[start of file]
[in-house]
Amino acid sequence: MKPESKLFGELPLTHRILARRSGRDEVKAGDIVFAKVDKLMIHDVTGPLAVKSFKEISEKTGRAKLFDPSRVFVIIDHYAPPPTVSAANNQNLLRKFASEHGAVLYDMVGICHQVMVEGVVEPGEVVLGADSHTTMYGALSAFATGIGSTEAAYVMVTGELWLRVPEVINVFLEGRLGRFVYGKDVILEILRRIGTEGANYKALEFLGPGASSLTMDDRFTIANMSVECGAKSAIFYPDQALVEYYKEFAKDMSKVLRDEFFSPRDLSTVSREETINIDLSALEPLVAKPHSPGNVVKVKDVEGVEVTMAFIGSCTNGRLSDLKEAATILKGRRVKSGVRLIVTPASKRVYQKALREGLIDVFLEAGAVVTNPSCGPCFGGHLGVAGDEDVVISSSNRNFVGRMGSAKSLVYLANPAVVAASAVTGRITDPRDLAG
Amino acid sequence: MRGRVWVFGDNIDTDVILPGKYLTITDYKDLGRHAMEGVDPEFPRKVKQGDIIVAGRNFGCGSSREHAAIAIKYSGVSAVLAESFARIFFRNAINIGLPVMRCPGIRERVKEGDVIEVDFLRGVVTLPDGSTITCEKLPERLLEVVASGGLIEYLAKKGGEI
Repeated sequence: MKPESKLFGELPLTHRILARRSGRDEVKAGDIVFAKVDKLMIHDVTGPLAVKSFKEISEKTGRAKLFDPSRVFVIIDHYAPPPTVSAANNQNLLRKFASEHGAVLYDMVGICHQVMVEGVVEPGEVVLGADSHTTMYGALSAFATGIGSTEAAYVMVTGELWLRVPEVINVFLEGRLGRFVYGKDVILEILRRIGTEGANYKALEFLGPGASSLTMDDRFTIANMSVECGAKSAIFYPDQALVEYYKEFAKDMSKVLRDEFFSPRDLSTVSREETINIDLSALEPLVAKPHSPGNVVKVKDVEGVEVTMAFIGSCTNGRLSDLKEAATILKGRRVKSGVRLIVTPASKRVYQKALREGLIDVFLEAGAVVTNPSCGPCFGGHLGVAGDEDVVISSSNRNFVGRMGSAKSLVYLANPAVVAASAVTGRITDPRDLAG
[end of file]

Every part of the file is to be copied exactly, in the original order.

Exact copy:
[in-house]
Amino acid sequence: MKPESKLFGELPLTHRILARRSGRDEVKAGDIVFAKVDKLMIHDVTGPLAVKSFKEISEKTGRAKLFDPSRVFVIIDHYAPPPTVSAANNQNLLRKFASEHGAVLYDMVGICHQVMVEGVVEPGEVVLGADSHTTMYGALSAFATGIGSTEAAYVMVTGELWLRVPEVINVFLEGRLGRFVYGKDVILEILRRIGTEGANYKALEFLGPGASSLTMDDRFTIANMSVECGAKSAIFYPDQALVEYYKEFAKDMSKVLRDEFFSPRDLSTVSREETINIDLSALEPLVAKPHSPGNVVKVKDVEGVEVTMAFIGSCTNGRLSDLKEAATILKGRRVKSGVRLIVTPASKRVYQKALREGLIDVFLEAGAVVTNPSCGPCFGGHLGVAGDEDVVISSSNRNFVGRMGSAKSLVYLANPAVVAASAVTGRITDPRDLAG
Amino acid sequence: MRGRVWVFGDNIDTDVILPGKYLTITDYKDLGRHAMEGVDPEFPRKVKQGDIIVAGRNFGCGSSREHAAIAIKYSGVSAVLAESFARIFFRNAINIGLPVMRCPGIRERVKEGDVIEVDFLRGVVTLPDGSTITCEKLPERLLEVVASGGLIEYLAKKGGEI
Repeated sequence: MKPESKLFGELPLTHRILARRSGRDEVKAGDIVFAKVDKLMIHDVTGPLAVKSFKEISEKTGRAKLFDPSRVFVIIDHYAPPPTVSAANNQNLLRKFASEHGAVLYDMVGICHQVMVEGVVEPGEVVLGADSHTTMYGALSAFATGIGSTEAAYVMVTGELWLRVPEVINVFLEGRLGRFVYGKDVILEILRRIGTEGANYKALEFLGPGASSLTMDDRFTIANMSVECGAKSAIFYPDQALVEYYKEFAKDMSKVLRDEFFSPRDLSTVSREETINIDLSALEPLVAKPHSPGNVVKVKDVEGVEVTMAFIGSCTNGRLSDLKEAATILKGRRVKSGVRLIVTPASKRVYQKALREGLIDVFLEAGAVVTNPSCGPCFGGHLGVAGDEDVVISSSNRNFVGRMGSAKSLVYLANPAVVAASAVTGRITDPRDLAG